Alex Foley Shows Up in Wrong Council District

Councilman David Marks questions why his challenger Alex Foley showed up at the wrong council forum?
Democratic Gubernatorial candidate Ben Jealous has been mocked by Gov. Larry Hogan supporters for not knowing what state his is running for Governor (He said at a campaign rally that he will be the next Governor of Virginia) and he spend last weekend campaigning in California right before Early Voting. There is a similar candidate on the local level that does not know his boundaries and voters.

Alex Foley is the Democratic nominee for the County Council seat in the 5th District. Foley has run a very bizarre campaign. Councilman David Marks, his Republican opponent, criticized Foley in September for placing his illegal signs at Indian Rock Park in Perry Hall. Marks also criticized Foley for not participating in any of the six scheduled candidate forums.

I, along with my other voters, were surprised to see Foley at a candidate forum at Harford Park in Parkville last week. The only problem is that Harford Park is the home of County Council District 6 and the candidates (Democratic Councilwoman Cathy Bevins and GOP nominee Ryan Nawrocki) were at the forum. Foley sat in the audience and introduced himself to individuals during the intermission. Marks immediately jumped over Foley’s appearance in the wrong district

“Sometimes, [Foley’s] campaign has left me almost speechless. He skipped six community forums in a row. But tonight, he showed up to one – in the wrong County Council district,” Marks said. “Meanwhile, I was meeting voters in the correct County Council district.”

I asked Foley on social media why he attended a forum in Council 6 instead of Council 5. He really did not give a great explanation.

“Mr. Marks does not dictate how I reach my future constituents. The leaders of our community are worthy of respect, not discourse, that isn’t productive I value the constituency. I wish to lead in positive directions not to follow Mr. Marks. His wishes to control the narrative, is not my concern. Although I respect the query, these local offices need to support each person, community and taxpayers. You are the one I want to work for,” Foley said in response to my question.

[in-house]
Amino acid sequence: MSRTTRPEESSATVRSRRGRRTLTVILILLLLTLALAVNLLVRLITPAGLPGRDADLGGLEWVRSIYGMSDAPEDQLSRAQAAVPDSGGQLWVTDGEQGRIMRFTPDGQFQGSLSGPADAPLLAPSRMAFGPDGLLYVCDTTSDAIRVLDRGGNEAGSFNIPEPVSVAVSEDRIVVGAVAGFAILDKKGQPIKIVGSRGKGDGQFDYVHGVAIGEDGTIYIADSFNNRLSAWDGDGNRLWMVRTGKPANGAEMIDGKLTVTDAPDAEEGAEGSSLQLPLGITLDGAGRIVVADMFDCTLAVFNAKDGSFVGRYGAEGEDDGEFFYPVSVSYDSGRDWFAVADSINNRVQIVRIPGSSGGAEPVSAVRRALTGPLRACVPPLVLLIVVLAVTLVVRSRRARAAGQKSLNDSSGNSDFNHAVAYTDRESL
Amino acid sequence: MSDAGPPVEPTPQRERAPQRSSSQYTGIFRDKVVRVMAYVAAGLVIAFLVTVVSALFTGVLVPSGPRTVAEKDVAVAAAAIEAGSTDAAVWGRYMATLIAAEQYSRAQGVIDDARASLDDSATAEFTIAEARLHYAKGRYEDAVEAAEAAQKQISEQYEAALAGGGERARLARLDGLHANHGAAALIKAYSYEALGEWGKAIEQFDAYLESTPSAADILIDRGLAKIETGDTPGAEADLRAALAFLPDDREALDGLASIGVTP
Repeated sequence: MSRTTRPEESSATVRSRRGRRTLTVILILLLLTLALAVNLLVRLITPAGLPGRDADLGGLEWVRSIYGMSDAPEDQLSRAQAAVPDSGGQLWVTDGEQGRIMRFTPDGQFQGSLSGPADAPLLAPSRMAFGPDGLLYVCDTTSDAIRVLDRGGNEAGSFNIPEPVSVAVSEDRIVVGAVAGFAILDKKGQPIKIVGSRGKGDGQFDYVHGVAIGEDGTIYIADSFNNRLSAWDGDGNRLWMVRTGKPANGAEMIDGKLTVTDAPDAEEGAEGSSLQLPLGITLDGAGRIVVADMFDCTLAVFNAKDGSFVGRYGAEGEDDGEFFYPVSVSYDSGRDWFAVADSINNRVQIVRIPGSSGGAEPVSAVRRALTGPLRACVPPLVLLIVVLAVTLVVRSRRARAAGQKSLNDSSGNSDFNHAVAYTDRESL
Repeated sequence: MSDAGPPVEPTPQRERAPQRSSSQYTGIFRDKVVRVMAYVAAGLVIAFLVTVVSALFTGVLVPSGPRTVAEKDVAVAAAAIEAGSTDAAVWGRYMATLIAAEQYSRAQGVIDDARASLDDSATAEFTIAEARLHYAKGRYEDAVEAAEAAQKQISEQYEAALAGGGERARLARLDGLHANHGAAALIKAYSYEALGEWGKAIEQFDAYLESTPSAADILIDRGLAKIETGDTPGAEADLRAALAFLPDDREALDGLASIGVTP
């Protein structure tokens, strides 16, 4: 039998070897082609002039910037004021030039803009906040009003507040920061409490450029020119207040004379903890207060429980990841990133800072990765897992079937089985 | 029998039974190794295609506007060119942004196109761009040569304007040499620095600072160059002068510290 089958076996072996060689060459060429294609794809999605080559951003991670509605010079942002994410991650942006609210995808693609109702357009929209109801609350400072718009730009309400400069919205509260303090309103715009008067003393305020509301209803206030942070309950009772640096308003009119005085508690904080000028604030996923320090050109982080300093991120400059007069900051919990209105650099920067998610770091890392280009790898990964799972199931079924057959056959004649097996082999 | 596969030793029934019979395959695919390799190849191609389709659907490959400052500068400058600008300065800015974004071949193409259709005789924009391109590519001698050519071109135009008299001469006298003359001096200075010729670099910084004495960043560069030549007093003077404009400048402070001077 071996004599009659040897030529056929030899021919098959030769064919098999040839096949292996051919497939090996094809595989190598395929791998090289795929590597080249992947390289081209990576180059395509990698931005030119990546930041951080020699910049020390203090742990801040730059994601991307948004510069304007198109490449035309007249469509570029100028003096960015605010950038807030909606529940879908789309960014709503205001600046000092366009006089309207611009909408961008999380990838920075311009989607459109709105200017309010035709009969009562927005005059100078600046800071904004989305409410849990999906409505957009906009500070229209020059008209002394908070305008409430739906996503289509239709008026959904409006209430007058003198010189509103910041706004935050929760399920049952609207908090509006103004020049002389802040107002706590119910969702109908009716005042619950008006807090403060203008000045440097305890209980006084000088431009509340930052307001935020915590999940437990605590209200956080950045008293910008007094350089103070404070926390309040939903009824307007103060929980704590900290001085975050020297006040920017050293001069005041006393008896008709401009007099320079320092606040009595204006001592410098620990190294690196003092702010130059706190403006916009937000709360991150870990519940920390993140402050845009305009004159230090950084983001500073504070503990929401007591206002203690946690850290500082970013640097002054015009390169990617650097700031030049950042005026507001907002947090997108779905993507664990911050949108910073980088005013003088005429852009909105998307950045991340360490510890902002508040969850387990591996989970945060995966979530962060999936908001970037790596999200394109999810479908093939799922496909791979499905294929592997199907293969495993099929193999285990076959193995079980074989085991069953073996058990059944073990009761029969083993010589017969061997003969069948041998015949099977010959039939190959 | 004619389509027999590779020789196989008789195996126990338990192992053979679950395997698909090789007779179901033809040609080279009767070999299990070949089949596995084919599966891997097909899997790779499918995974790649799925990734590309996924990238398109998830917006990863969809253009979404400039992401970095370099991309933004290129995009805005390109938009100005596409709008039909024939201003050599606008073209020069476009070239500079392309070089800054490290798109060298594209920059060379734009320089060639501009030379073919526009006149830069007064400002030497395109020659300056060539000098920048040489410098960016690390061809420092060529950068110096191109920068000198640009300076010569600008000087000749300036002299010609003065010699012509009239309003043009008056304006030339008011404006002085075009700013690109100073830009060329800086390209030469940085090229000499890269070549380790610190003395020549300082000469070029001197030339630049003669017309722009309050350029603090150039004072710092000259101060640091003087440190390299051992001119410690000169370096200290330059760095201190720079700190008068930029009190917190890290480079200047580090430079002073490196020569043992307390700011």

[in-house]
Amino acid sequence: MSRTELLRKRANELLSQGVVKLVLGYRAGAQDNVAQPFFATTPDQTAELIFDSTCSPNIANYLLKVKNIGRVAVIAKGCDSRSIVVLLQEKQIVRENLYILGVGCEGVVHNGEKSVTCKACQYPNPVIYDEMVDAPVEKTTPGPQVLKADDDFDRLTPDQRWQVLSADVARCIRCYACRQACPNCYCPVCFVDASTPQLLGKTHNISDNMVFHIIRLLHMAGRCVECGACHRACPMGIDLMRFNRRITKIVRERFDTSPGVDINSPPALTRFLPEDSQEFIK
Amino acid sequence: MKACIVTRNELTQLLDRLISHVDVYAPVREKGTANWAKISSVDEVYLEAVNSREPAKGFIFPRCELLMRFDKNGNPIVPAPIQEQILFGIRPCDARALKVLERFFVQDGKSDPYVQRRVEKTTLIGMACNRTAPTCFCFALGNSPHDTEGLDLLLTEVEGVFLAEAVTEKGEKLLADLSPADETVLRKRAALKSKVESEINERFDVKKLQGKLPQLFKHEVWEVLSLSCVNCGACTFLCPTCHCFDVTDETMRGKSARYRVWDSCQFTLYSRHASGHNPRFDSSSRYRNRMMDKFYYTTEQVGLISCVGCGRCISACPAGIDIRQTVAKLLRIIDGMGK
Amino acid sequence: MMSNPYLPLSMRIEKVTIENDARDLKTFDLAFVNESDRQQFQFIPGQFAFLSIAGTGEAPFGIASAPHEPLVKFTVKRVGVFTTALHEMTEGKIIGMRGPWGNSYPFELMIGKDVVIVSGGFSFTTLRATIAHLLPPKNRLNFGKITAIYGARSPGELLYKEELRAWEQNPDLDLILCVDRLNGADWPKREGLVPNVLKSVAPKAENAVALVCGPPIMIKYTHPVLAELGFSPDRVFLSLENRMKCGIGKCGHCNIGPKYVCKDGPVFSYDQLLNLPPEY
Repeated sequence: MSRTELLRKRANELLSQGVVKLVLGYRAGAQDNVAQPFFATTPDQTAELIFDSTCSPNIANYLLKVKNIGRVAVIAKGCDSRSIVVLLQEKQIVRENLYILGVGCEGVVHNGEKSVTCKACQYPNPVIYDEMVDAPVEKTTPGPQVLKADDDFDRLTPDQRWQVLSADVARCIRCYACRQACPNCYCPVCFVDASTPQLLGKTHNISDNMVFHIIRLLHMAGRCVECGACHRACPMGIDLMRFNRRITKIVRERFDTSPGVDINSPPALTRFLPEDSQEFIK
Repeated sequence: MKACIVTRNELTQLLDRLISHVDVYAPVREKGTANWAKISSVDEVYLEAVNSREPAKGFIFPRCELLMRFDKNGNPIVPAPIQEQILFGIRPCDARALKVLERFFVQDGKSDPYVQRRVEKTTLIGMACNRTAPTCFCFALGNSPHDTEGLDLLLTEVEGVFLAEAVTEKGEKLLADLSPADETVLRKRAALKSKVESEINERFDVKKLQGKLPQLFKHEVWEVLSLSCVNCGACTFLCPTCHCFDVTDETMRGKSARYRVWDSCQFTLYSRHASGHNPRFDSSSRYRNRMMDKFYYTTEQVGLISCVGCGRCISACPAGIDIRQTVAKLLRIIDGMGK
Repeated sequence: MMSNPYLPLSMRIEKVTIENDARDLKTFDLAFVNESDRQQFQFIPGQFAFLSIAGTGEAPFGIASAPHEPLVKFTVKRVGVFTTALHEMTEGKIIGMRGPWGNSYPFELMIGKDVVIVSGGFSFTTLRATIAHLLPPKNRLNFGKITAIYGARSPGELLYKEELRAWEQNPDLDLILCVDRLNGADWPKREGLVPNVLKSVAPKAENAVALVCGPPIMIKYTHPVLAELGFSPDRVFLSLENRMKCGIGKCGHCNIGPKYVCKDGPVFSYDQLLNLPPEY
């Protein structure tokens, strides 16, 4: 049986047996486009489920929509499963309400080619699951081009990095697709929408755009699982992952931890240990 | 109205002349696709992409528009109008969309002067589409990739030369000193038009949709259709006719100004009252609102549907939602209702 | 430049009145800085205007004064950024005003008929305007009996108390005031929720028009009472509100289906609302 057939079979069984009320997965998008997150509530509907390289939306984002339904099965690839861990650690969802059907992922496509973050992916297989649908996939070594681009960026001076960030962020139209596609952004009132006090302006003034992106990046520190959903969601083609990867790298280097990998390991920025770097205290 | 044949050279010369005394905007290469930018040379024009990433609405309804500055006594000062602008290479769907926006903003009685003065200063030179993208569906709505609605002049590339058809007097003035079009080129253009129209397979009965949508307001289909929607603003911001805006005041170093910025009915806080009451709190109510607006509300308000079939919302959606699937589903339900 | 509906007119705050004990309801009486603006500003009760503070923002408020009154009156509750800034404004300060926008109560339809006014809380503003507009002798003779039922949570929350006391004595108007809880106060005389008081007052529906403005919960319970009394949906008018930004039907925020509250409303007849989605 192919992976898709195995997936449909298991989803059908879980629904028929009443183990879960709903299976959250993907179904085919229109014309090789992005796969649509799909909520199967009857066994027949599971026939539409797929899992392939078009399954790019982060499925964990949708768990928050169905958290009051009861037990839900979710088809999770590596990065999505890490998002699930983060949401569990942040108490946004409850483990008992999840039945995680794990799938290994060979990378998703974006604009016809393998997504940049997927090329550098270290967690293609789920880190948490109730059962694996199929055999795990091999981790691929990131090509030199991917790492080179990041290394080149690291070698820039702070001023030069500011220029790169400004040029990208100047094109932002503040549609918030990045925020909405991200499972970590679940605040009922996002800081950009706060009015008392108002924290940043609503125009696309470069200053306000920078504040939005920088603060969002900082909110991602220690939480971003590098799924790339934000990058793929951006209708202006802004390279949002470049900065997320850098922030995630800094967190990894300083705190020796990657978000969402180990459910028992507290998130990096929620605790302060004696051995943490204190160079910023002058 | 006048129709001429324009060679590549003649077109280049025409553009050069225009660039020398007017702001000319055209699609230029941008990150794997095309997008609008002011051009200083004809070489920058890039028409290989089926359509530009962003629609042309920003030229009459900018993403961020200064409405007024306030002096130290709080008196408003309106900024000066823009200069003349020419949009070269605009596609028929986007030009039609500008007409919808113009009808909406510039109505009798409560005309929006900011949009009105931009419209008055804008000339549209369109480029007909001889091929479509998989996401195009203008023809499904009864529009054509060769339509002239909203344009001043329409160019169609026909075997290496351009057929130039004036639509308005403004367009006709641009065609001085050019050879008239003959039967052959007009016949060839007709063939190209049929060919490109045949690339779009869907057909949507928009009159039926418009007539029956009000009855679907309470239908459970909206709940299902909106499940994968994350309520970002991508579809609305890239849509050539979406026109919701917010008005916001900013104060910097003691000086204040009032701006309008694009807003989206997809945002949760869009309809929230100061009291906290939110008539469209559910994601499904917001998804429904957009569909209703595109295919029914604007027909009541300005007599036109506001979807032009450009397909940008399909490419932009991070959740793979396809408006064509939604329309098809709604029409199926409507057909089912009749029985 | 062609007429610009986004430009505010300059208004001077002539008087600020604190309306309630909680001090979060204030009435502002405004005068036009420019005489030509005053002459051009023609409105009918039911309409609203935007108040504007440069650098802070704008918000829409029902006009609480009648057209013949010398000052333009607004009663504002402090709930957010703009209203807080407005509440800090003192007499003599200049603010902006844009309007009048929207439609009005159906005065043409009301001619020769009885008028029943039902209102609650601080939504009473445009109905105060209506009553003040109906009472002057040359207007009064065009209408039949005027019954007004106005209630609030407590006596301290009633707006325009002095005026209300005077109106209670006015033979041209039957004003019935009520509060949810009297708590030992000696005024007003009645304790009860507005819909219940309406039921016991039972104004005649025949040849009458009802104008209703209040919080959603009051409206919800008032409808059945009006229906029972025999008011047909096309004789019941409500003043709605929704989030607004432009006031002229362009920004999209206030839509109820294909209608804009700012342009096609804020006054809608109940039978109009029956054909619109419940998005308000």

Foley said he feels very confident that he will beat Marks. Why? Because he claims he received more overall votes than Marks in the primary. In reality, Marks actually received 5,235 votes compared to Foley’s 5,194 votes. But comparing a Democratic and a Republican vote total is like comparing Apples to Oranges. There are more registered Democratic voters in the district, so more votes should be cast in a Democratic primary compared to a Republican primary.

“You may also want to know why I got more votes than the Incumbent republican. But as it may make this race more interesting, I am not running to be interesting, I am running for the voter,” Foley explained.

With all due respect to Mr., Foley, I don’t think all those Democrats that voted for you in June will vote for you again on Nov. 6.

Wolf Becoming Star in Baltimore County

Craig Wolf is becoming a rock star here in Baltimore County. The Republican nominee for Attorney General has an uphill battle against current Democratic Attorney Gen. Brian Frosh. Polls in August showed Wolf down by 32 points but a poll last week showed Wolf only down nine points. He has really hit Frosh hard about not protecting the citizens of Maryland but instead worrying about suing President Donald Trump’s federal government.

Craig Wolf (second on the left) attended the “Three Joes” event last Friday with Councilman David Marks, Del. Joe Cluster, Del. candidates Joe Boteler & Joe Norman and state Senate candidate Del. Christian Miele.

Last Friday, Wolf attended a fundraiser for Sen. John Salling in Essex and later went to a fundraiser in Perry Hall for the “Three Joes” (Del. Joe Cluster, Joe Boteler and Joe Norman) in District 8. Wolf was a big hit with the crowd as many of the attendees posed for pictures with Wolf. I have also seen him at GOP County Executive nominee Al Redmer events and other Republican candidate events.